Think of him as the spymaster who came in from the cold. Well, it wasn’t actually so cold out there. After all, Robert Gates was on innumerable corporate boards and the President of Texas A & M University (which, not coincidentally, houses the library, presidential papers, and museum of George H. W. Bush under whom he served as director of the Central Intelligence Agency). But after two dozen years in the CIA and on the National Security Council, after a career which touched (or more than touched) on just about every great foreign policy event in Washington’s world from the final days of the Vietnam War and the great Cold War struggle with the Soviet Union to the Central American wars of Ronald Reagan, the Iran-Contra Affair, the Afghan anti-Soviet war, and so much else, he was out of Washington and in hibernation until James Baker’s Iraq Study Group called him back. Then, of course, he was picked by George W. Bush as the replacement for the disastrous reign of error of Secretary of Defense Donald Rumsfeld.

Gates has, it seems, returned to Washington with a quiet vengeance and evidently with all those skills acquired in his rough-and-tumble years in the intelligence bureaucracy still intact. In practically no time at all, he purged the Defense Department of its leftover neocon civilians, and at every crisis has inserted his own choices in positions of influence — as secretary of the army, as Centcom commander, and most recently, in place of Rumsfeld’s man, Marine General Peter Pace, as head of the Joint Chiefs of Staff. (His emphasis has been on Navy men to replace the discredited Army leadership of the Rumsfeld years.) It’s quite a record so far for a man who represented — until the neocons boarded the ship of state — more than three decades of the imperial Washington Consensus.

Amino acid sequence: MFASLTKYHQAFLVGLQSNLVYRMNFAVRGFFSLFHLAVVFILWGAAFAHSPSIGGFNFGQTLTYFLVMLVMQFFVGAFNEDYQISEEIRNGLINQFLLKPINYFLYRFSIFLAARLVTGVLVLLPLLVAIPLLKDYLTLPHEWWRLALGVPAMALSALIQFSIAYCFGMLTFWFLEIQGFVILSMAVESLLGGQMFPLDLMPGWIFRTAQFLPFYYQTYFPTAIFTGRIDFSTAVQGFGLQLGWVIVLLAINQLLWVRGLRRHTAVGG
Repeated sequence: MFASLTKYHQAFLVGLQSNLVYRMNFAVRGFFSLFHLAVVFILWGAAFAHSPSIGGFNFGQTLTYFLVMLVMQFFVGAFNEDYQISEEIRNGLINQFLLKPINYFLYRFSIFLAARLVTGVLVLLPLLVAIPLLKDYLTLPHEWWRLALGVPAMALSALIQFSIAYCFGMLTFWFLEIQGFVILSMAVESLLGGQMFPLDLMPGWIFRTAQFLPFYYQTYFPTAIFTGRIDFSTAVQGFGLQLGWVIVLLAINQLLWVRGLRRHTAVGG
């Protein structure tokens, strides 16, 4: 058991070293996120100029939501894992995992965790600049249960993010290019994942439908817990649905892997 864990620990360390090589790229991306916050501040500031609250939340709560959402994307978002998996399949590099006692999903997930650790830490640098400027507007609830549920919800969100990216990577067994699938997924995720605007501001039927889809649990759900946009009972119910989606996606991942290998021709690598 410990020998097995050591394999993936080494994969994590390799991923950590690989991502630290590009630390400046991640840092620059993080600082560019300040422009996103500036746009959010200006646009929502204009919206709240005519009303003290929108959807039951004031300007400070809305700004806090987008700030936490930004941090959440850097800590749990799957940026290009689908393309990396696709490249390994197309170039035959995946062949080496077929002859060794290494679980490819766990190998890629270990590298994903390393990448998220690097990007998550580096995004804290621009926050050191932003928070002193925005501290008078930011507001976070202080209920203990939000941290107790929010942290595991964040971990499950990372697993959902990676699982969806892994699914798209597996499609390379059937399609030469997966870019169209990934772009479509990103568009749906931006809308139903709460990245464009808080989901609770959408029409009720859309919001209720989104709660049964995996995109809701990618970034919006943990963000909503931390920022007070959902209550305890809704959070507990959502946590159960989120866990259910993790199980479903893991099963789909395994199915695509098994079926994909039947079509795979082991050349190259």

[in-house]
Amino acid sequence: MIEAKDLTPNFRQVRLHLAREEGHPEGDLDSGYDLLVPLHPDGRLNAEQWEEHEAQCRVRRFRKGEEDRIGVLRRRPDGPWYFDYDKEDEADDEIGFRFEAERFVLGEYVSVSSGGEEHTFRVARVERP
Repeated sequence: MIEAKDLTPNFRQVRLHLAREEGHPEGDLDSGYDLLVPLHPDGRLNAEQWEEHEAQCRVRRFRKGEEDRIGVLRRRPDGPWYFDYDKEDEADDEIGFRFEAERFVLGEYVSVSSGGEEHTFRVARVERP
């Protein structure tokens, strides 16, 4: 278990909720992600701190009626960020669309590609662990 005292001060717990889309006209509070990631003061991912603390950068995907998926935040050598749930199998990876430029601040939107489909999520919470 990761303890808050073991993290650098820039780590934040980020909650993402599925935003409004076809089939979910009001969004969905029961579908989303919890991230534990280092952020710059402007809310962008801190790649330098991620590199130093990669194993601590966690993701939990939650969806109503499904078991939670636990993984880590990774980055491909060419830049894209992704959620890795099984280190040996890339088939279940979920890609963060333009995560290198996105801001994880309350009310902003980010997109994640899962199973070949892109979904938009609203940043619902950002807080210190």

Now, at a moment that couldn’t be more crucial, Gates and his "inheritance" get their due, thanks to Roger Morris, a member of the National Security Council Senior Staff under Presidents Johnson and Nixon (he resigned in protest over the invasion of Cambodia) and bestselling author of biographies of Richard Nixon, Henry Kissinger, and the Clintons. Over the next week, the website will offer not just a portrait of the real Robert Gates, but a full-scale, yet miraculously concise, always surprising, history of American "intelligence" (for which read: global covert action and covert intervention). Morris, who previously offered a striking two-part portrait of Donald Rumsfeld and the Defense Department at this site (The Undertaker’s Tally, parts 1 and 2), now offers the Gates legacy, which is really the legacy of mainstream Washington, the globe’s imperial capital for this last half-century-plus.

The Gates Inheritance will be posted in three parts this week and, long as it is, it’s actually a marvel of compression, packing into a relatively modest space an epic history of mayhem none of us should avoid — a grim history that led to September 11th, 2001 and now leads us into an unknown, increasingly perilous future. Think of it as a necessary reckoning with disaster.